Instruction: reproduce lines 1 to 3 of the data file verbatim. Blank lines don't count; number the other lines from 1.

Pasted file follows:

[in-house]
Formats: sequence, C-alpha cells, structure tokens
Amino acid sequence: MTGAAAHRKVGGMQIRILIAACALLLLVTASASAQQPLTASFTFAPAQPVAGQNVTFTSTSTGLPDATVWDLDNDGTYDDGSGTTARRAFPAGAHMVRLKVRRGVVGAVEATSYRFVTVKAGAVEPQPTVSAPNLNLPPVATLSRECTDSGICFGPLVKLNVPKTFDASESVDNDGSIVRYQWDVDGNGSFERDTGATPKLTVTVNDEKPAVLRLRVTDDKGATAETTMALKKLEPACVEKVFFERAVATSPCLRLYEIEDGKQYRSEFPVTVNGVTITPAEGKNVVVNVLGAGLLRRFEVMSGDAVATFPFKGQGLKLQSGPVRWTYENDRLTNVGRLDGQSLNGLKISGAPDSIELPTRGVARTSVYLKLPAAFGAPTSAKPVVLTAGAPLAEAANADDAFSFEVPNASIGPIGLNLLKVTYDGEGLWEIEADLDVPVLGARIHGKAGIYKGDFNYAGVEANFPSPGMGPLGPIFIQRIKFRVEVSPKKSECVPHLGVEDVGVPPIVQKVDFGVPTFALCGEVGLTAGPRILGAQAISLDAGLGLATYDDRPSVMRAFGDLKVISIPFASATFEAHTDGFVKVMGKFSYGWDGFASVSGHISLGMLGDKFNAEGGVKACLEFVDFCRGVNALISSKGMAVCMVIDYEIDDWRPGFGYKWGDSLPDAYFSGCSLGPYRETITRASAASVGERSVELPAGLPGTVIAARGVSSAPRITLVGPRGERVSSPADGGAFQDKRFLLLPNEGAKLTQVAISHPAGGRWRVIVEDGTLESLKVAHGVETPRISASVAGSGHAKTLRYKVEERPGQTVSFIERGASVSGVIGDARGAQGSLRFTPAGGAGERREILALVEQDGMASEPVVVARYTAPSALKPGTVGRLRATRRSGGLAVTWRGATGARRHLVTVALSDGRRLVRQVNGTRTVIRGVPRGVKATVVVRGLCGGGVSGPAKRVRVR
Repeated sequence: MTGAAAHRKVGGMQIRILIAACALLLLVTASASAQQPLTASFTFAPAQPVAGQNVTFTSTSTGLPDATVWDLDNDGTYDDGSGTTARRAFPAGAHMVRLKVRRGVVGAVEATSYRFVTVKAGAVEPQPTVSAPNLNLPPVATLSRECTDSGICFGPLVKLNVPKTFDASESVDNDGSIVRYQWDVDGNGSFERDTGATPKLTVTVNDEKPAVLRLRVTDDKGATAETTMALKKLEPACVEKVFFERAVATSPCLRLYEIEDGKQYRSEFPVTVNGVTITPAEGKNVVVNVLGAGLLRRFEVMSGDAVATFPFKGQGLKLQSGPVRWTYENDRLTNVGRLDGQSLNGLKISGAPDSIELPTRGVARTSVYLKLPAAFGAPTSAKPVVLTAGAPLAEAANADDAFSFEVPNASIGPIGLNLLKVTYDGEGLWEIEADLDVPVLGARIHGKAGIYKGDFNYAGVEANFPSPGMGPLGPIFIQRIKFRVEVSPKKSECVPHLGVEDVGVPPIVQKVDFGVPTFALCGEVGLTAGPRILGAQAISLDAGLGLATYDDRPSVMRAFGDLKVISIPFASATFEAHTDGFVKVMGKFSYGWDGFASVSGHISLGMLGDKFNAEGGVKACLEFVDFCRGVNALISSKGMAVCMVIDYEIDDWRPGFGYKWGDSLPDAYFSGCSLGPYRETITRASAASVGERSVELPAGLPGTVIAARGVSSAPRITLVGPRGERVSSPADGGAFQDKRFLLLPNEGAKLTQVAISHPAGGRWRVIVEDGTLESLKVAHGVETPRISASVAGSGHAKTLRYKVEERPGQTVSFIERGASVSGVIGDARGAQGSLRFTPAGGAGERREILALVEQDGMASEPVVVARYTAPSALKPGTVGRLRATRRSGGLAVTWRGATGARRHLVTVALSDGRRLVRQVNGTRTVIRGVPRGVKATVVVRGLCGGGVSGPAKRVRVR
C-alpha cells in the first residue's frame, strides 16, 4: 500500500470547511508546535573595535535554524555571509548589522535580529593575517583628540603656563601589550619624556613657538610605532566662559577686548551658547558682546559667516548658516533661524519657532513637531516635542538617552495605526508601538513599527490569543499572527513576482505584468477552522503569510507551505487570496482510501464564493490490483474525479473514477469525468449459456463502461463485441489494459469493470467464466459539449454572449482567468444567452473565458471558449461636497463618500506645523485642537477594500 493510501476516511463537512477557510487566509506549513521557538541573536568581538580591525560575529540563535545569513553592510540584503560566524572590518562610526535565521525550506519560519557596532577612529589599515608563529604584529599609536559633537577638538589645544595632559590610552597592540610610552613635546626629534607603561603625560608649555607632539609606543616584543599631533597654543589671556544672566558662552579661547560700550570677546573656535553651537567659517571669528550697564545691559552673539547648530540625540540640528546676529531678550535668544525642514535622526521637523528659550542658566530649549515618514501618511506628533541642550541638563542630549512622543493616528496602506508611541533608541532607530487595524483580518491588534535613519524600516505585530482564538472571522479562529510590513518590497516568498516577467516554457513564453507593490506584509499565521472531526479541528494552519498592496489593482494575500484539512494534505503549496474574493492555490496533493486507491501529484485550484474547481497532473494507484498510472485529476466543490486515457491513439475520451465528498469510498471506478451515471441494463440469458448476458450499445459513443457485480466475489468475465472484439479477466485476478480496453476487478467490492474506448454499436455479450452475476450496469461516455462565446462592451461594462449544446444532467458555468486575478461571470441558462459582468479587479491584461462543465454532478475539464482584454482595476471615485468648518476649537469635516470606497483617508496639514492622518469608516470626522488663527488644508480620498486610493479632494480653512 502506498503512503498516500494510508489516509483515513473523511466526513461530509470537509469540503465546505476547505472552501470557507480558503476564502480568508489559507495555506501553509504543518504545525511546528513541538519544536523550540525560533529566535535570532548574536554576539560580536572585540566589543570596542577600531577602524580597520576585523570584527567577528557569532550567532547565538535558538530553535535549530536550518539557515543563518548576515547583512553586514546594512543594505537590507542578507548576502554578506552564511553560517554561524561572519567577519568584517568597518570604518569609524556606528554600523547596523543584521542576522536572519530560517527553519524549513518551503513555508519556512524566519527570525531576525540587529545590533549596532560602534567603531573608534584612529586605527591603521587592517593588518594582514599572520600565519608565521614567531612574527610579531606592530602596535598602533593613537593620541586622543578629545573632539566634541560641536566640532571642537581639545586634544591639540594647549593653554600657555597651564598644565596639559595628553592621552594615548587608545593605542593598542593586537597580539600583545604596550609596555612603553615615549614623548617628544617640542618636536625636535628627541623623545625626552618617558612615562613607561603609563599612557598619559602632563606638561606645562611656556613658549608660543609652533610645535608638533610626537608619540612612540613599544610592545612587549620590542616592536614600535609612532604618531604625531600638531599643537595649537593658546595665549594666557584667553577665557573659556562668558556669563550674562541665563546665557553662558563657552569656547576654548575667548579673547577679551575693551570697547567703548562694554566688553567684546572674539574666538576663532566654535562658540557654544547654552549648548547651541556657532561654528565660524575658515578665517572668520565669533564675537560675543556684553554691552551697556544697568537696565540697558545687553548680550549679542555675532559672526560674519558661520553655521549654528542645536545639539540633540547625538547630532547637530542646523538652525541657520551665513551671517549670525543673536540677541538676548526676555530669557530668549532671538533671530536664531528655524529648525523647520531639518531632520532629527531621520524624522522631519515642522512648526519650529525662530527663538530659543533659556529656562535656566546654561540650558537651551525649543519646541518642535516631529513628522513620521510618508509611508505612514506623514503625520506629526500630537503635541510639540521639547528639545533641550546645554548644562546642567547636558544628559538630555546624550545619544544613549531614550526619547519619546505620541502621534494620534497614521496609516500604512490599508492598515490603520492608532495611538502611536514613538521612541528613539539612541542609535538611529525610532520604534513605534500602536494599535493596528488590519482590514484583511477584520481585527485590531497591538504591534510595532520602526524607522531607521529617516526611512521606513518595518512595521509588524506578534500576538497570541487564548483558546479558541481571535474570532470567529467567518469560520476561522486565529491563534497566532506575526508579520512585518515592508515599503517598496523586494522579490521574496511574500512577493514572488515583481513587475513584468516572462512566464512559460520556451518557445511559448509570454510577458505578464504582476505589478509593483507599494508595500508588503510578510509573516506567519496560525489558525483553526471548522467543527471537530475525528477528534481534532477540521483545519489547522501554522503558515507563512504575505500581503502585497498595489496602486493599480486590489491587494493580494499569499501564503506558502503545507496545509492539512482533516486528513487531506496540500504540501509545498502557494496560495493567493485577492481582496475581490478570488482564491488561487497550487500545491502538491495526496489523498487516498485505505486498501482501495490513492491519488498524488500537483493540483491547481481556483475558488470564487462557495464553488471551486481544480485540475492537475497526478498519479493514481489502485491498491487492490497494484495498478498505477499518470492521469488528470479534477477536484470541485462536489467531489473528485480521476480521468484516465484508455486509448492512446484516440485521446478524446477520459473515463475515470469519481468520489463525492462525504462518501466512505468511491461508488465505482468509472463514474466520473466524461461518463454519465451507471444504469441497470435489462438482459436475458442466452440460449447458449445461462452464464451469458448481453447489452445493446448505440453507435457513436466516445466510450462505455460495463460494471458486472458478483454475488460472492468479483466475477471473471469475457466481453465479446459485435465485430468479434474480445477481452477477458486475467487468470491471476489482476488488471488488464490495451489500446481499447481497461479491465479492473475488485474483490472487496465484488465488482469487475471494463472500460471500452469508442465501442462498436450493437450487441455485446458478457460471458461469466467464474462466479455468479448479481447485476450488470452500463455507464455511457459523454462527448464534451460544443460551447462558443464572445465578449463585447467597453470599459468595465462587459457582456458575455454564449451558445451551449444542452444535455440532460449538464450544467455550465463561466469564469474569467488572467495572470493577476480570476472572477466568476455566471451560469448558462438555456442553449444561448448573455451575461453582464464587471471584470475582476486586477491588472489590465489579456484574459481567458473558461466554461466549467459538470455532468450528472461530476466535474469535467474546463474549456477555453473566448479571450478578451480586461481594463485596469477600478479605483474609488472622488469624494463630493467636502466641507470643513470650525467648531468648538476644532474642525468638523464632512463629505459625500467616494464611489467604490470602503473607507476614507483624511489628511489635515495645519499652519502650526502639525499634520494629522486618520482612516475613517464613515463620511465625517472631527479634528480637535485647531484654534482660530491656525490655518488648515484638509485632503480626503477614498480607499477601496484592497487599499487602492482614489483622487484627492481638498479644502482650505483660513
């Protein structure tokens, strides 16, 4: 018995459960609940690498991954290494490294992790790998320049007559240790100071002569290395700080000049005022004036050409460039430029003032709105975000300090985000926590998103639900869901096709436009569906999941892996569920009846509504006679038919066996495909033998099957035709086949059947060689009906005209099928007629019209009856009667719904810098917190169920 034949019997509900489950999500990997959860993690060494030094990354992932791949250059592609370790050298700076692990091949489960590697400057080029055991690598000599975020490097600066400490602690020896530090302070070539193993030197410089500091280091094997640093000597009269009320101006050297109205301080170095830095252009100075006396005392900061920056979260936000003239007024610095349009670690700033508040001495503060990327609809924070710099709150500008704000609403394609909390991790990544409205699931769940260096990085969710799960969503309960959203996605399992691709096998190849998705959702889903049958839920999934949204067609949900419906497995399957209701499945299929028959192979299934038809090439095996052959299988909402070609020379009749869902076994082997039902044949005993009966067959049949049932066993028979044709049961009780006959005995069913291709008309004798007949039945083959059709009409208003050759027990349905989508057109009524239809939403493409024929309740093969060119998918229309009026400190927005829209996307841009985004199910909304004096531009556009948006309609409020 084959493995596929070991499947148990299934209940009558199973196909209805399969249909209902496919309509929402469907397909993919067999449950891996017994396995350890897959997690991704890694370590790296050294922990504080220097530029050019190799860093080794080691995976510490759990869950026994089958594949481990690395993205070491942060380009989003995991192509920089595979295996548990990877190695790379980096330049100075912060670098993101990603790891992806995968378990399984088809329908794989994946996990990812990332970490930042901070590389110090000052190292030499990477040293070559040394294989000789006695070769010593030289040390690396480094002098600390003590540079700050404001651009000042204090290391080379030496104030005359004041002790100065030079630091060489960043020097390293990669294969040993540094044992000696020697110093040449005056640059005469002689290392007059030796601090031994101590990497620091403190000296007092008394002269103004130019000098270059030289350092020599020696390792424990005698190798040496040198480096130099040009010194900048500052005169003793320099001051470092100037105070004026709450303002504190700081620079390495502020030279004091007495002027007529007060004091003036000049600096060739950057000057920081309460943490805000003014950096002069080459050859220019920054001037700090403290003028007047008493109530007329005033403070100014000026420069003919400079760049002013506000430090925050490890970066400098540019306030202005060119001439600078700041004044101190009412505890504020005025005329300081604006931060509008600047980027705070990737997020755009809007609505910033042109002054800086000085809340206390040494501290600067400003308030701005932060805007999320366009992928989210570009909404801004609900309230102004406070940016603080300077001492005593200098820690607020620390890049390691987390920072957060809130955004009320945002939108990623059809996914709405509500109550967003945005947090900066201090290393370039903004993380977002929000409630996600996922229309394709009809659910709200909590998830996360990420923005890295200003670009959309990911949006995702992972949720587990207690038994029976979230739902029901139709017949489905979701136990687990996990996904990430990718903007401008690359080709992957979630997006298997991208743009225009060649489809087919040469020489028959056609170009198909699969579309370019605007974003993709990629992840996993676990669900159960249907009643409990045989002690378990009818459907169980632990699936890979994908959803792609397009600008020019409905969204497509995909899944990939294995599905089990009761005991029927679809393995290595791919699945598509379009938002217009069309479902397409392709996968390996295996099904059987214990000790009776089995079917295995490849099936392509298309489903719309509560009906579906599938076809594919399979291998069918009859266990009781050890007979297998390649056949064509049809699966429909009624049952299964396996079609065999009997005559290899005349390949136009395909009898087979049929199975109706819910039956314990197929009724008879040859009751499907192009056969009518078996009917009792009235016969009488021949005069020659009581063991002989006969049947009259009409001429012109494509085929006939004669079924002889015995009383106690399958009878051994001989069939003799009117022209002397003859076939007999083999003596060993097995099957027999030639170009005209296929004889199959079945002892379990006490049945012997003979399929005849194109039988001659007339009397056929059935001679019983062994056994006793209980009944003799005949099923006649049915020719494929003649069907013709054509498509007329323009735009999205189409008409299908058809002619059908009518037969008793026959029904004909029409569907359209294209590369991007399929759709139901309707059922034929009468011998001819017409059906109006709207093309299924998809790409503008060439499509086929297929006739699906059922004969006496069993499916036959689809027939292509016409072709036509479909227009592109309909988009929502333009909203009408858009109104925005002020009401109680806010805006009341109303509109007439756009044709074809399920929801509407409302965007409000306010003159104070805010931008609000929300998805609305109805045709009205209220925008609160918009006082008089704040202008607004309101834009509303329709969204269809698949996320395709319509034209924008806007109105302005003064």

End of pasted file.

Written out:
[in-house]
Formats: sequence, C-alpha cells, structure tokens
Amino acid sequence: MTGAAAHRKVGGMQIRILIAACALLLLVTASASAQQPLTASFTFAPAQPVAGQNVTFTSTSTGLPDATVWDLDNDGTYDDGSGTTARRAFPAGAHMVRLKVRRGVVGAVEATSYRFVTVKAGAVEPQPTVSAPNLNLPPVATLSRECTDSGICFGPLVKLNVPKTFDASESVDNDGSIVRYQWDVDGNGSFERDTGATPKLTVTVNDEKPAVLRLRVTDDKGATAETTMALKKLEPACVEKVFFERAVATSPCLRLYEIEDGKQYRSEFPVTVNGVTITPAEGKNVVVNVLGAGLLRRFEVMSGDAVATFPFKGQGLKLQSGPVRWTYENDRLTNVGRLDGQSLNGLKISGAPDSIELPTRGVARTSVYLKLPAAFGAPTSAKPVVLTAGAPLAEAANADDAFSFEVPNASIGPIGLNLLKVTYDGEGLWEIEADLDVPVLGARIHGKAGIYKGDFNYAGVEANFPSPGMGPLGPIFIQRIKFRVEVSPKKSECVPHLGVEDVGVPPIVQKVDFGVPTFALCGEVGLTAGPRILGAQAISLDAGLGLATYDDRPSVMRAFGDLKVISIPFASATFEAHTDGFVKVMGKFSYGWDGFASVSGHISLGMLGDKFNAEGGVKACLEFVDFCRGVNALISSKGMAVCMVIDYEIDDWRPGFGYKWGDSLPDAYFSGCSLGPYRETITRASAASVGERSVELPAGLPGTVIAARGVSSAPRITLVGPRGERVSSPADGGAFQDKRFLLLPNEGAKLTQVAISHPAGGRWRVIVEDGTLESLKVAHGVETPRISASVAGSGHAKTLRYKVEERPGQTVSFIERGASVSGVIGDARGAQGSLRFTPAGGAGERREILALVEQDGMASEPVVVARYTAPSALKPGTVGRLRATRRSGGLAVTWRGATGARRHLVTVALSDGRRLVRQVNGTRTVIRGVPRGVKATVVVRGLCGGGVSGPAKRVRVR